Moldaver J. also dissents in believing that the balancing act that tipped into excluding evidence should not be adulterated by a late and incomplete form 5.2 report to justice. Moldaver J believed it “had no impact on the appellant’s privacy interest,”' and in no way could have breached his Section 8 right to an unreasonable search and seize. This form may not in fact breach someone’s privacy, however, this is a question of law where Section 489 of the Criminal code requires compliance with these forms to have a reasonable search and seize ensuring transparency and accountability.

Justice Brown states that Justice Moldaver assessment “involved hindsight reasoning on a matter of complexity.” The decision in the court through Doherty’s statement showed that the courts were conflicted with a tough decision between “enhancing social justice” or “dissociating themselves from the Police conduct.” The latter was chosen to show enforcement of the rule of law, and prevent loopholes from existing.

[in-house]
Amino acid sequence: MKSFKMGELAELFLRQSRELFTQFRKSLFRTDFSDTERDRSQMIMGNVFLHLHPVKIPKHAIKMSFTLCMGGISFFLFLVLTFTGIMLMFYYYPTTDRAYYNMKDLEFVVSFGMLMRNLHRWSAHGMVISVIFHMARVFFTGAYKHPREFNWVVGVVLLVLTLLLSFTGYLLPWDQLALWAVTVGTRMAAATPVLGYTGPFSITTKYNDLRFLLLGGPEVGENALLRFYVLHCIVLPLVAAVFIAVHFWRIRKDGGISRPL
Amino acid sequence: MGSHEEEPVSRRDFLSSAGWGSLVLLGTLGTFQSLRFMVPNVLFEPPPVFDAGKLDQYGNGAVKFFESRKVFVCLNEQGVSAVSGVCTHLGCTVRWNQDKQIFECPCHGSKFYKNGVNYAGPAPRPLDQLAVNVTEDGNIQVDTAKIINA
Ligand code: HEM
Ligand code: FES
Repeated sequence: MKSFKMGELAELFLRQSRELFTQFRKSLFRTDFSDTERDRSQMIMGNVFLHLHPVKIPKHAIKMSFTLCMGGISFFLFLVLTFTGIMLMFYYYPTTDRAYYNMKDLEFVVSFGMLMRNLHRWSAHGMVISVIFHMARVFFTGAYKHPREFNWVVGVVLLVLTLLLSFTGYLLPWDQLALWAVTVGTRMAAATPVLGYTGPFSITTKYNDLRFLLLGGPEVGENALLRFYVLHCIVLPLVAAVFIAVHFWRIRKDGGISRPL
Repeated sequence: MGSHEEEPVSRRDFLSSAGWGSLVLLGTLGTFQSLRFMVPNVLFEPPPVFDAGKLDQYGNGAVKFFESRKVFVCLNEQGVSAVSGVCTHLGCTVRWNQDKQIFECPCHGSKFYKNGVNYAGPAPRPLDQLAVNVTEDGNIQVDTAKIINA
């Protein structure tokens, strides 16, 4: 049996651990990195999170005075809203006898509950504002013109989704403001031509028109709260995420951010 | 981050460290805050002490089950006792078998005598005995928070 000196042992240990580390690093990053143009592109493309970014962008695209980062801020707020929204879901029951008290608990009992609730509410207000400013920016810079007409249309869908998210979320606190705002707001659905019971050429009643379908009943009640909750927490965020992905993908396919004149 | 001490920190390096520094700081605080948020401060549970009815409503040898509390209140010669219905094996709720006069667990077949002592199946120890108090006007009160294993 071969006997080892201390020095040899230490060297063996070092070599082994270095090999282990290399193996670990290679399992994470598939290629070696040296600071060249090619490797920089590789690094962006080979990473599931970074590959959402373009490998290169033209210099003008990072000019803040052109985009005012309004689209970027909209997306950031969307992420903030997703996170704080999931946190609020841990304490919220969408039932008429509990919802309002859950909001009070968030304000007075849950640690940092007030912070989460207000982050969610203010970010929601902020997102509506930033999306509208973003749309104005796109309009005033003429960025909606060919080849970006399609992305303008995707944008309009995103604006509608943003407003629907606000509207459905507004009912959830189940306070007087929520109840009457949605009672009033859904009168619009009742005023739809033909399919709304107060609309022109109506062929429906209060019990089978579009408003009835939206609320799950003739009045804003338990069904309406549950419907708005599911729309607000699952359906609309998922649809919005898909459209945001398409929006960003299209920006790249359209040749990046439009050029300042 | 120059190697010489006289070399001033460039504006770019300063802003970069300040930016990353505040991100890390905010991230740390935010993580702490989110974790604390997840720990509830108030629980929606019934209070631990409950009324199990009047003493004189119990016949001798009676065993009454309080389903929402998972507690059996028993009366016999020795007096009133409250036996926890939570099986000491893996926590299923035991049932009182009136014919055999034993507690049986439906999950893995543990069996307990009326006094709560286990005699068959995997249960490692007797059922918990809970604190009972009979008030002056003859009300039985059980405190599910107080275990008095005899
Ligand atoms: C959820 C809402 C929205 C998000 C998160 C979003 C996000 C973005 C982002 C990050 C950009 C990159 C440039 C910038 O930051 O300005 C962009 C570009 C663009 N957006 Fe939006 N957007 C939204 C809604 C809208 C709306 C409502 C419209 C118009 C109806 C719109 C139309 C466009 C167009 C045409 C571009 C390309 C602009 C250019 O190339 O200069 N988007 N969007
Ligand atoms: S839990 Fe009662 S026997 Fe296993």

Legality of Police Conduct[]

Police conduct must be scrutinized as they are the first point of contact upon entering the criminal justice system. The knock and talk is seen as a legitimate police investigative tool required when responding to a 911 call. The Crown must later prove that the confession given by the accused was voluntary. R v Oickle states, Police cannot obtain a confession of guilt through the lack of operating mind, trickery, promises or threats to encroach the right to silence enjoyed by the appellant. Cops were not knocking with the intent to ‘smell’ marijuana, so the sniff was in good faith, a result of interaction and not premeditated in cases where there is a drug sniffing dog. The Court allowed the exception of sniffing during an ongoing investigation, because preventing it would inhibit the police from doing their job through legitimate and necessary police investigative powers. There was no quasi-quid quo pro with the use of “no case” seizure where cops encouraged the dialogue by way of avoiding a charge.